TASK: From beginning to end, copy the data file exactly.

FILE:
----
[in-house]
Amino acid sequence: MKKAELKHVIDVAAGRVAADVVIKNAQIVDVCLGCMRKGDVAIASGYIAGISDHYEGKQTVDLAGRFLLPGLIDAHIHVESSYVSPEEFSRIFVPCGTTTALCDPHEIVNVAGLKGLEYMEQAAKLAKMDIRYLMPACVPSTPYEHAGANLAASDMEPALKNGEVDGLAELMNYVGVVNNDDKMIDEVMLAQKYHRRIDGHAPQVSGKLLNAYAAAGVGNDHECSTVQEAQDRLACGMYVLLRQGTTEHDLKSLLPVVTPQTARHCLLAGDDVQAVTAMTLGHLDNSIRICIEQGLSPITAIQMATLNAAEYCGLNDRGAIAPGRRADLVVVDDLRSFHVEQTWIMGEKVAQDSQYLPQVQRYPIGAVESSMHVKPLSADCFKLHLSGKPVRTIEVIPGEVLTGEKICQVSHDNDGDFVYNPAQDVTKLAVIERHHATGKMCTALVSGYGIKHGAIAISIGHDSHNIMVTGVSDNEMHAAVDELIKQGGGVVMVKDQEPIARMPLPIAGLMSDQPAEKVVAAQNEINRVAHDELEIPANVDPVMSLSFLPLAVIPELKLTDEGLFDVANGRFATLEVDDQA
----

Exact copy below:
[in-house]
Amino acid sequence: MKKAELKHVIDVAAGRVAADVVIKNAQIVDVCLGCMRKGDVAIASGYIAGISDHYEGKQTVDLAGRFLLPGLIDAHIHVESSYVSPEEFSRIFVPCGTTTALCDPHEIVNVAGLKGLEYMEQAAKLAKMDIRYLMPACVPSTPYEHAGANLAASDMEPALKNGEVDGLAELMNYVGVVNNDDKMIDEVMLAQKYHRRIDGHAPQVSGKLLNAYAAAGVGNDHECSTVQEAQDRLACGMYVLLRQGTTEHDLKSLLPVVTPQTARHCLLAGDDVQAVTAMTLGHLDNSIRICIEQGLSPITAIQMATLNAAEYCGLNDRGAIAPGRRADLVVVDDLRSFHVEQTWIMGEKVAQDSQYLPQVQRYPIGAVESSMHVKPLSADCFKLHLSGKPVRTIEVIPGEVLTGEKICQVSHDNDGDFVYNPAQDVTKLAVIERHHATGKMCTALVSGYGIKHGAIAISIGHDSHNIMVTGVSDNEMHAAVDELIKQGGGVVMVKDQEPIARMPLPIAGLMSDQPAEKVVAAQNEINRVAHDELEIPANVDPVMSLSFLPLAVIPELKLTDEGLFDVANGRFATLEVDDQA